# Data Structures and Algorithm Analysis in C (2nd Edition) - page 13

 Algorithms and Data Structures in C++ by Alan Parker CRC Press, CRC Press LLC ISBN:  0849371716    Pub Date:  08/01/93

#### 2.3.4 Tower of Hanoi

The Tower of Hanoi problem is illustrated in Figure 2.1. The problem is to move n discs (in this case, three) from the first peg, A , to the third peg, C . The middle peg, B , may be used to store discs during the transfer. The discs have to be moved under the following condition: at no time may a disc on a peg have a wider disc above it on the same peg. As long as the condition is met all three pegs may be used to complete the transfer. For example the problem may be solved for the case of three by the following move sequence:

where the ordered pair, ( x , y ), indicates to take a disk from peg x and place it on peg y .

Figure 2.1   Tower of Hanoi Problem

The problem admits a nice recursive solution. The problem is solved in terms of n by noting that to move n discs from A to C one can move n - 1 discs from A to B move the remaining disc from A to C and then move the n - 1 discs from B to C . This results in the relation for the number of steps, S ( n ), required for size n as

with the boundary conditions

Eq. 2.25 admits a solution of the form

and matching the boundary conditions in Eq. 2.26 one obtains

A growing field of interest is the visualization of algorithms. For instance, one might want to animate the solution to the Tower of Hanoi problem. Each disc move results in a new picture in the animation. If one is to incorporate the pictures into a document then a suitable language for its representation is PostScript. 1 This format is supported by almost all word processors and as a result is encountered frequently. A program to create the PostScript description of the Tower of Hanoi is shown in Code List 2.6 The program creates an encapsulated postscript file shown in Code List 2.7. The word processor used to generate this book took the output of the program in Code List 2.7 and imported it to yield Figure 2.1! This program illustrates many features of C++.

The program utilizes only a small set of the PostScript language. This primitive subset is described in Table 2.3.

Table 2.3 PostScript — Primitive Subset
Command Description
x setgray set the gray level to x.x = 1 is white and x = 0 is black. This will affect the fill operation.
x y scale scale the X dimension by x and scale the Y dimension by y .
x setlinewidth set the linewidth to x .
x y moveto start a subpath and move to location x y on the page.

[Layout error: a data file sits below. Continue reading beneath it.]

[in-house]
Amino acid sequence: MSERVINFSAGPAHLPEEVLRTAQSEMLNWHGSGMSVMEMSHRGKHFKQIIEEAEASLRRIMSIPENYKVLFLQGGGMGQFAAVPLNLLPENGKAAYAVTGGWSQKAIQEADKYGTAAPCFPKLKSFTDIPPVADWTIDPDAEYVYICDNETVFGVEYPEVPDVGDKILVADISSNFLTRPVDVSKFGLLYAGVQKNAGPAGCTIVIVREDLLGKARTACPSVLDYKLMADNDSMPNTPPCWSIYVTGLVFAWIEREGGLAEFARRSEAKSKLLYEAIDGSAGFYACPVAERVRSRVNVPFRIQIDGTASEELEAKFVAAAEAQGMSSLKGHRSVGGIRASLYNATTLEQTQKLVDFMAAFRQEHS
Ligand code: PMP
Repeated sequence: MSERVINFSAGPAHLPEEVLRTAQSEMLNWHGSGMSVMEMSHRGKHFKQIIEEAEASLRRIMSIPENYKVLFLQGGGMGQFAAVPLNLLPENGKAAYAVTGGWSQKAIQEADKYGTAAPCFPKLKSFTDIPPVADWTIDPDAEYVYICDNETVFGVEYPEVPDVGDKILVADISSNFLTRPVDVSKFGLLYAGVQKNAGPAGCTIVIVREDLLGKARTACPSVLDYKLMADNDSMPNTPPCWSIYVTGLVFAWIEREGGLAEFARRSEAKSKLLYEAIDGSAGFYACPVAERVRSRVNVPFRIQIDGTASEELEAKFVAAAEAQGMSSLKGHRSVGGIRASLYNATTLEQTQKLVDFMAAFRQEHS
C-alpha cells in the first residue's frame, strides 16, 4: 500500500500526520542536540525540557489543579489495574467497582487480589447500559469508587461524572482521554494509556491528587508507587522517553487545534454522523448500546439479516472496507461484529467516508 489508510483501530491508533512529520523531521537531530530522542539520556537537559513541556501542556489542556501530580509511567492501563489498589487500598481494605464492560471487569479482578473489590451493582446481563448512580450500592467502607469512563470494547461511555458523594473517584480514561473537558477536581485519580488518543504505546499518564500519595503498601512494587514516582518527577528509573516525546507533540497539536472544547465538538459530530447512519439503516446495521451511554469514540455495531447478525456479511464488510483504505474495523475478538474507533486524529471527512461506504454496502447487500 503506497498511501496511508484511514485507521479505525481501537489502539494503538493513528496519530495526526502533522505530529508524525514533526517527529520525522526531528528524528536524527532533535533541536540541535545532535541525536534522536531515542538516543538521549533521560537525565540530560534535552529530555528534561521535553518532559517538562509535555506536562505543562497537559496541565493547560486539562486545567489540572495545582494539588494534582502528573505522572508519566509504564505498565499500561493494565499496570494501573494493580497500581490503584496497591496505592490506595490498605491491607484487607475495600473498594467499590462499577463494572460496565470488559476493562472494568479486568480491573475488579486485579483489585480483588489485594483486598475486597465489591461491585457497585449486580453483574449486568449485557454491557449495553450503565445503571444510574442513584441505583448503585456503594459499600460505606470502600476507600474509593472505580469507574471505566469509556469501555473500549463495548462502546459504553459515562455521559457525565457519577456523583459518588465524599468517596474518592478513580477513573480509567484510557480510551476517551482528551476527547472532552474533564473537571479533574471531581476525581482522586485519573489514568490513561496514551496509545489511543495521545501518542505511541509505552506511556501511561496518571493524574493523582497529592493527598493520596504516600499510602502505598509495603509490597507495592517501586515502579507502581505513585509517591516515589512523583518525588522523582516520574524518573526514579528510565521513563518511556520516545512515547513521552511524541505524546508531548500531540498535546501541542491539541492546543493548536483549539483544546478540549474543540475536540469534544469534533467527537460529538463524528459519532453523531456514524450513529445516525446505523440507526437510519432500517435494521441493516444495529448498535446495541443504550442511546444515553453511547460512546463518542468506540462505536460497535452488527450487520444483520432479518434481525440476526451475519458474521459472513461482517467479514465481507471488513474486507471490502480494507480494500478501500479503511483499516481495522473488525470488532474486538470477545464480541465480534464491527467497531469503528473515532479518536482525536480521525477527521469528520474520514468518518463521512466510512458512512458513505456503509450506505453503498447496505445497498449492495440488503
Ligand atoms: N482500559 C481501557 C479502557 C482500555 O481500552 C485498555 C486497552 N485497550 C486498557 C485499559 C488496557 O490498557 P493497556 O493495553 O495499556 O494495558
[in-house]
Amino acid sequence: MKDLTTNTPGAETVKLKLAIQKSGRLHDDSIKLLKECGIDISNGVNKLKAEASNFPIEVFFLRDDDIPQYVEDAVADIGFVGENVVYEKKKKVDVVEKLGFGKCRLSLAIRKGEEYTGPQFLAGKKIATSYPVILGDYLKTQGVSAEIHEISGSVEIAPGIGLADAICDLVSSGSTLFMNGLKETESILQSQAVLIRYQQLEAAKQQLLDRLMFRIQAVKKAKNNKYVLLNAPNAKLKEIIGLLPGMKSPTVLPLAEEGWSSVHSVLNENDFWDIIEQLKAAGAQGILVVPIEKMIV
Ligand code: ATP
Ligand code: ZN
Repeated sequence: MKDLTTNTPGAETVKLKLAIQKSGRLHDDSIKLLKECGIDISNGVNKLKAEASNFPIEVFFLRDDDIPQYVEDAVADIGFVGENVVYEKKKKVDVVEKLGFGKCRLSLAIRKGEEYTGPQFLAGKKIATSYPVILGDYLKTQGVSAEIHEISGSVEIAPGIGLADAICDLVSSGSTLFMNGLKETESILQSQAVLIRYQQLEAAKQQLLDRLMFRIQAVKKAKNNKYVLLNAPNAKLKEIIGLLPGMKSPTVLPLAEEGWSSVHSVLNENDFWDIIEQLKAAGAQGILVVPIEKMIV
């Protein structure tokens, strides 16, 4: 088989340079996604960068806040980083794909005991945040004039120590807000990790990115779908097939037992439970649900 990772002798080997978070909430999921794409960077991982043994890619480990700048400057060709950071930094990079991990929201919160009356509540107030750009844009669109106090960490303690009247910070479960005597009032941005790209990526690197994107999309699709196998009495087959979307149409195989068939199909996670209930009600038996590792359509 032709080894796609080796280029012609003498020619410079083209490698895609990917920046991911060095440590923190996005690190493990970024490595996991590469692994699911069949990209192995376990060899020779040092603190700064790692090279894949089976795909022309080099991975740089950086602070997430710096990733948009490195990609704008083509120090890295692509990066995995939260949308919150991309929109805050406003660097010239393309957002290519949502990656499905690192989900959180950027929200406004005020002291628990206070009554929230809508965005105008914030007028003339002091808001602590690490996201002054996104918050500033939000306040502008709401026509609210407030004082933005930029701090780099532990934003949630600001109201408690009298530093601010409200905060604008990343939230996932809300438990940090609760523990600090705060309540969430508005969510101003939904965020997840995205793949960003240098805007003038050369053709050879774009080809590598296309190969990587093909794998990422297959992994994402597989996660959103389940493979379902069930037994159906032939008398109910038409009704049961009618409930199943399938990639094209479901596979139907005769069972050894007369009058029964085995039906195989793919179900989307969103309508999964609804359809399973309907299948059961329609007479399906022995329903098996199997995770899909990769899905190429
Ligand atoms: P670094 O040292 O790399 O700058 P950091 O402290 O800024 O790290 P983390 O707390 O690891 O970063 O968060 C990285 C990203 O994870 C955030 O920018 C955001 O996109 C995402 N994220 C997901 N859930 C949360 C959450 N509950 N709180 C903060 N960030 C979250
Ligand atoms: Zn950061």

x y rlineto draw a line from current location ( x 1 , y 1 ) to ( x 1 + x , y 1 + y ). Make the endpoint the current location. Appends the line to the subpath.
fill close the subpath and fill the area enclosed .
newpath create a new path with no current point.
showpage displays the page to the output device.

The program uses a number of classes in C++ which are derived from one another. This is one of the most powerful concepts in object-oriented programming. The class structure is illustrated in Figure 2.2.

In the figure there exists a high-level base class called the graphic context. In a typical application a number of subclasses might be derived from it. In this case the graphics context specifies the line width, gray scale, and scale for its subsidiary objects. A derived class from the graphics context is the object class. This class contains information about the position of the object. This attribute is common to objects whether they are rectangles, circles, etc. A derived class from the object class is the rectangle class. For this class, specific information about the object is kept which identifies it with a rectangle, namely the width and the height. The draw routine overrides the virtual draw function for the object. The draw function in the object class is void even though for more complex examples it might have a number of operations. The RECTANGLE class inherits all the functions from the GRAPHICS_CONTEXT class and the OBJECT class.

In the program, the rectangle class instantiates the discs, the base, and the pegs. Notice in Figure 2.1 that the base and pegs are drawn in a different gray scale than the discs. This is accomplished by the two calls in main():

peg.set_gray(0.6)
base.set_gray(0.6)

Any object of type RECTANGLE defaults to a set_gray of 0.8 as defined in the constructor function for the rectangle. Notice that peg is declared as a RECTANGLE and has access to the set_gray function of the GRAPHICS_CONTEXT. The valid operations on peg are:

peg.set_line_width() , from the GRAPHICS_CONTEXT class
peg.set_scale() , from the GRAPHICS_CONTEXT class
peg.set_gray() , from the GRAPHICS_CONTEXT class
peg.location() , from the OBJECT class
peg.set_location() , from the RECTANGLE class
peg.set_width() , from the RECTANGLE class
peg.set_height() , from the RECTANGLE class
peg.draw() , from the RECTANGLE class

The virtual function draw in the OBJECT class is hidden from peg but it can be accessed in C++ using the scoping operator with the following call:

peg.object::draw() , uses draw from the OBJECT class